All 6 subjects with a positive PET scan and recurrent disease relapsed only within the detected mediastinal area and not elsewhere. Of the 3 other relapsing subjects who were PET-negative, 2 suffered from a mediastinal relapse and 1 from a combined mediastinal and liver relapse. All 9 subjects with a recurrent HD were followed for at least 15 months or until death. Three relapsing subjects with a negative PET result could be treated successfully and reached complete remission with a follow-up of 18, 20, and 24 months, whereas only 2 of 6 relapsing subjects with a positive PET reached a complete remission with a follow-up of 36 and 50 months. However, these numbers are too small to reach significance for the analysis of whether PET can predict subsequent outcome. Of the 4 remaining subjects, 1 subject achieved a partial remission with a high-dose chemotherapy and is currently treated with a palliative regimen 15 months after the PET examination. Three subjects died due to progressive disease 1, 4, and 23 months after their PET scans.

False-positive PET results

Four of the 10 PET-positive examinations were false positive. The SUV of these mediastinal lesions were 3.3, 3.1, 2.4, and 1.6, respectively. One patient had a postchemotherapeutic thymus hyperplasia, which regressed after another 6 months according to a second CT scan. The reasons for misleading PET data in the 3 remaining patients are unknown; clinical causes such as pneumonitis could be ruled out. The PET examinations had been performed 3 to 4 months after completed therapy. The follow-up was 40, 40, and 68 months. Mediastinoscopy with a large biopsy of 21 g of mediastinal mass was performed on one of these patients and revealed tissue with hyaline sclerosis and a massive histiocytic reaction but without any signs of malignancy. Three of the 4 patients with a false-positive PET result had received chemotherapy and additional radiotherapy to the residual mediastinal masses before PET examinations, as shown in Table3.

Table 3.

Characteristics of patients with mediastinal tumors and false-positive or false-negative FDG PET result

Patient no. Age, y Therapy and stage Mass in control CT Site3-150 Time until result, mo3-151 Biopsy Reason  
FDG PET false positive 
25 2× COPP/ABVD + RT (IIB) Stable Left hilar 68 nd Unknown 
18 2× COPP/ABVD + RT (IIA) Stable Ventral med 40 Negative Unknown  
32 2× COPP/ABVD + RT (IIA) Stable Lower med 40 nd Unknown  
18 4× BEACOPP esc +
4× BEACOPP bas (IVB) 
Regression Ventral med 12 nd Thymus hyperplasia 
FDG PET false negative 
32 8× BEACOPP-14 (IIIB)  Mediastinal 14 Positive Late relapse 
32 3× DexaBEAM (1st relapse, med)  Mediastinal 29 Positive Late relapse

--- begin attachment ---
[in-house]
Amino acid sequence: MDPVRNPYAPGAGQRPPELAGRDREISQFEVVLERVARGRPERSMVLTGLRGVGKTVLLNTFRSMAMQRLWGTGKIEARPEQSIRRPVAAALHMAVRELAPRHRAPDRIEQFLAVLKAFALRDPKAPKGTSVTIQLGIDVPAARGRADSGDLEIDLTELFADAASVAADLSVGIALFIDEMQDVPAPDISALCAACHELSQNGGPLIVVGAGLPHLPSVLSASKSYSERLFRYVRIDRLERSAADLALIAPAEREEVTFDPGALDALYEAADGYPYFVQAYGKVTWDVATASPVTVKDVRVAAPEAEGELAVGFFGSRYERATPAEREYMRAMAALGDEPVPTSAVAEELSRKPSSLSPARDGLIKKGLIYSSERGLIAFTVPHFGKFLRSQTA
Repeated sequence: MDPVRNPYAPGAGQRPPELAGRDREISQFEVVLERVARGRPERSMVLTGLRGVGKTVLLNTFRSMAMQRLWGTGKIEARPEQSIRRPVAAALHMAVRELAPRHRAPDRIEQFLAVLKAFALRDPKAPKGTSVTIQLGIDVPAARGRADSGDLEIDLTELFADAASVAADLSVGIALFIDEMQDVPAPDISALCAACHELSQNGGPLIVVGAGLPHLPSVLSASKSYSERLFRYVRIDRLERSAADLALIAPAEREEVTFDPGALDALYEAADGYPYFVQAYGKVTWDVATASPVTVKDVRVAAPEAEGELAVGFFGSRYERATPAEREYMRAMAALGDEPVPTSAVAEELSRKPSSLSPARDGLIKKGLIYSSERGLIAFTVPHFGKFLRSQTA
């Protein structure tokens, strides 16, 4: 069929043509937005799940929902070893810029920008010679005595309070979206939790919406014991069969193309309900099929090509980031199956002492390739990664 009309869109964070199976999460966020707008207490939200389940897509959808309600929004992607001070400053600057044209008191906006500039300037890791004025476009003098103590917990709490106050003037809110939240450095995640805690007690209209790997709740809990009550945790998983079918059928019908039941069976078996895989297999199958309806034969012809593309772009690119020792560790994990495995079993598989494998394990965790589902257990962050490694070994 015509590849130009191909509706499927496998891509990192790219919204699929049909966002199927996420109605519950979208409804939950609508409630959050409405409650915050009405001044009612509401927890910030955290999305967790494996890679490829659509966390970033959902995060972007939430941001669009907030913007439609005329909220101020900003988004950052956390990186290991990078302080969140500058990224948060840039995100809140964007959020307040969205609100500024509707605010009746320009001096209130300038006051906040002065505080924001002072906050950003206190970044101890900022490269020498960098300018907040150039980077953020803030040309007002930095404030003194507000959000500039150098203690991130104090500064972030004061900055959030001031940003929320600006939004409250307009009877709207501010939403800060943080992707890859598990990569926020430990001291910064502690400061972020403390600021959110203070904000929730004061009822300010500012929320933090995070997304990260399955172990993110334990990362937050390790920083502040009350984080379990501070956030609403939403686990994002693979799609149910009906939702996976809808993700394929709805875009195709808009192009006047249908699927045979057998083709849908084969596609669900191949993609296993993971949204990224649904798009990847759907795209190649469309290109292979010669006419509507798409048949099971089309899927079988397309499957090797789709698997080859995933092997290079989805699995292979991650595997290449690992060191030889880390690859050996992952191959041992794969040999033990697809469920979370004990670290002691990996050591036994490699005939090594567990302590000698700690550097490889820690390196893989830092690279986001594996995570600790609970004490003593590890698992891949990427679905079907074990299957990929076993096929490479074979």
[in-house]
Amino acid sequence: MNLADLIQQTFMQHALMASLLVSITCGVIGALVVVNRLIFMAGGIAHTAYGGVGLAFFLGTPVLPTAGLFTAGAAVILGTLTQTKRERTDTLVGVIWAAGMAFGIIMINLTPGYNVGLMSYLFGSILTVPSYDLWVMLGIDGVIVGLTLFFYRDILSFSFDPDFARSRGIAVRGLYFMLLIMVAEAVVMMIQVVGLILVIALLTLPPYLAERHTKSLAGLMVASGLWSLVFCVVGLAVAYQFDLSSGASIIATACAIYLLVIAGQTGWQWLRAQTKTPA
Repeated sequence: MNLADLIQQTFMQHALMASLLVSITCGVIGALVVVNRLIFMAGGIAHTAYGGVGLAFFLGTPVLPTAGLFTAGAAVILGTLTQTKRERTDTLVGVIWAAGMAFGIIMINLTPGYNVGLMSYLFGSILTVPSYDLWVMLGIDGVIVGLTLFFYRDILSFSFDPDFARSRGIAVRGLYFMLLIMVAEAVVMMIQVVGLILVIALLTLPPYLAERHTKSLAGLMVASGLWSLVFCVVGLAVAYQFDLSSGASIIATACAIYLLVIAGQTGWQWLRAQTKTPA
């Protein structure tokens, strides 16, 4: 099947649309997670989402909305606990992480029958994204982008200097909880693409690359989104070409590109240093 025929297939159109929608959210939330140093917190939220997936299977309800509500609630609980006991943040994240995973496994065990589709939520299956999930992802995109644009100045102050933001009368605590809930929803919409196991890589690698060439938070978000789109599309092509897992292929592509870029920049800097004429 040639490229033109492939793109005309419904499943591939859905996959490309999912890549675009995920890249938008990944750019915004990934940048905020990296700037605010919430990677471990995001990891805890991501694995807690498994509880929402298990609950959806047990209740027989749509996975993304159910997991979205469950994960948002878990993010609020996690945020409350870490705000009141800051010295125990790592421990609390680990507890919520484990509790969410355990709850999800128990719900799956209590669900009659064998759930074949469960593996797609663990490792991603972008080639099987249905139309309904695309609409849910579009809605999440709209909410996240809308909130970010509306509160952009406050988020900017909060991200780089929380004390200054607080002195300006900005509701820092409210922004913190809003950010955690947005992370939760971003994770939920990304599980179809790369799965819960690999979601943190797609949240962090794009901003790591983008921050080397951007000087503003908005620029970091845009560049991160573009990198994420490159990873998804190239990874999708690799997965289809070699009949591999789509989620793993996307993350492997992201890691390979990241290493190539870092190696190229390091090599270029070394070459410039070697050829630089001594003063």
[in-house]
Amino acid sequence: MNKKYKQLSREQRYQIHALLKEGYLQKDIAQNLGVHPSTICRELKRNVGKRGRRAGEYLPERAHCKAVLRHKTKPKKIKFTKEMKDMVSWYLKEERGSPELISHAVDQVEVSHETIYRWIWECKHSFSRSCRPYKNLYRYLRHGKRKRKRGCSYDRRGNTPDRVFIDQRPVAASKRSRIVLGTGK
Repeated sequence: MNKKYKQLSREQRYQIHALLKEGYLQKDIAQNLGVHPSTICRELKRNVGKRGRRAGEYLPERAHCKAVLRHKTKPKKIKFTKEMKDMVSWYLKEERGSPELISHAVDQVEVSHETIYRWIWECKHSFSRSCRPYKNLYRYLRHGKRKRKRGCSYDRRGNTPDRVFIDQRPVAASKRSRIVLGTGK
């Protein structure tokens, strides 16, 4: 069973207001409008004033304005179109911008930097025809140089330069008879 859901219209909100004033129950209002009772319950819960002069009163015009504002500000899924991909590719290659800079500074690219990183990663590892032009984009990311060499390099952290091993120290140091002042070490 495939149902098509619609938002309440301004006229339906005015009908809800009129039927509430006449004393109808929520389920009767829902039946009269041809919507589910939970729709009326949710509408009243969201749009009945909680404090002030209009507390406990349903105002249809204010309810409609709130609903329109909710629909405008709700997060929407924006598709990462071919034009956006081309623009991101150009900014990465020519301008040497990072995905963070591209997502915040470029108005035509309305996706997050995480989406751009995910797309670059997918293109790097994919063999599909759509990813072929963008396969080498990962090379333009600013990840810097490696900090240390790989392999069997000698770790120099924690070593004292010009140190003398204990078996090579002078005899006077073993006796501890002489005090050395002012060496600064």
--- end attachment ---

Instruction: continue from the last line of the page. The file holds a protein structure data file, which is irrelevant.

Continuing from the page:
33 8× BEACOPP esc (IVA)  Mediastinal, abdominal Positive Unknown, PET
after 2 mo positive 
Patient no. Age, y Therapy and stage Mass in control CT Site3-150 Time until result, mo3-151 Biopsy Reason  
FDG PET false positive 
25 2× COPP/ABVD + RT (IIB) Stable Left hilar 68 nd Unknown 
18 2× COPP/ABVD + RT (IIA) Stable Ventral med 40 Negative Unknown  
32 2× COPP/ABVD + RT (IIA) Stable Lower med 40 nd Unknown  
18 4× BEACOPP esc +
4× BEACOPP bas (IVB) 
Regression Ventral med 12 nd Thymus hyperplasia 
FDG PET false negative 
32 8× BEACOPP-14 (IIIB)  Mediastinal 14 Positive Late relapse 
32 3× DexaBEAM (1st relapse, med)  Mediastinal 29 Positive Late relapse 
33 8× BEACOPP esc (IVA)  Mediastinal, abdominal Positive Unknown, PET
after 2 mo positive 

RT indicates radiotherapy; med, mediastinum; nd, not done; esc, escalated; bas, basis.

F3-150

For FDG PET false-positive patients, this is the tumor localization site; for FDG PET false-negative patients, the site of relapse.

F3-151

For FDG PET false-positive patients, this is the time after there was clinically complete remission with a residual mass; for FDG PET false-negative patients, the time after which there was progressive disease and/or relapse.

False-negative PET results

A negative PET result was observed in 19 patients, of whom 3 had a progression or relapse. In one of these patients, PET failed to detect a growing mediastinal tumor that appeared larger in a second CT scan that was done shortly afterward. A CT-controlled biopsy of this lesion confirmed the diagnosis of HD. A second PET scan was performed 2 months after the initial PET and was then positive for the tumor. In the other 2 patients, who had a negative FDG PET, relapse occurred 14 and 29 months after the examination, respectively. Both patients relapsed at the initial mediastinal site. None of the 3 patients with a false-negative PET result had any prior mediastinal irradiation. Table3 summarizes the characteristics of the patients with a false positive or false-negative PET result.

Discussion

The analysis of active lymphoma after chemotherapy or radiotherapy has a great clinical impact. Before FDG PET was introduced for the clinical evaluation of patients with lymphoma, tumor activity of residual mediastinal masses after therapy could only be assessed by invasive procedures such as mediastinoscopy or by CT using a “time frame,” eg, repeating the procedure at regular intervals to detect a progressive tumor. MRI has been reported to provide prognostic information by discriminating between active malignant tissue and fibrosis/normal tissue in T2-weighted images.17-19However, MRI has a low sensitivity and is therefore not useful for lymphoma.20,67Gallium scintigraphy is a metabolic imaging technique to detect active tumor tissue, but it has disadvantages such as a low spatial resolution, lack of specificity, and difficulty in quantification of uptake.21 Other significant shortcomings of this technique are shown particularly in the posttherapy setting because the sensitivity depends on the subtype and the location of the lymphoma.22,23 FDG PET imaging has the potential to provide information about active tumor sites in staging9,12,14 as well as in monitoring response to therapy. Moreover, it has been reported to be superior to67gallium in respect to sensitivity and specificity.24 FDG PET seems to have a value for HD patients with residual tumor burden.8,25-29 Residual mediastinal masses are frequently observed in patients with HD after completed therapy, and the discrimination between active tumor tissue and fibrotic residues remains a clinical challenge. Therefore, we initiated a prospective study to determine the value of FDG PET in these patients.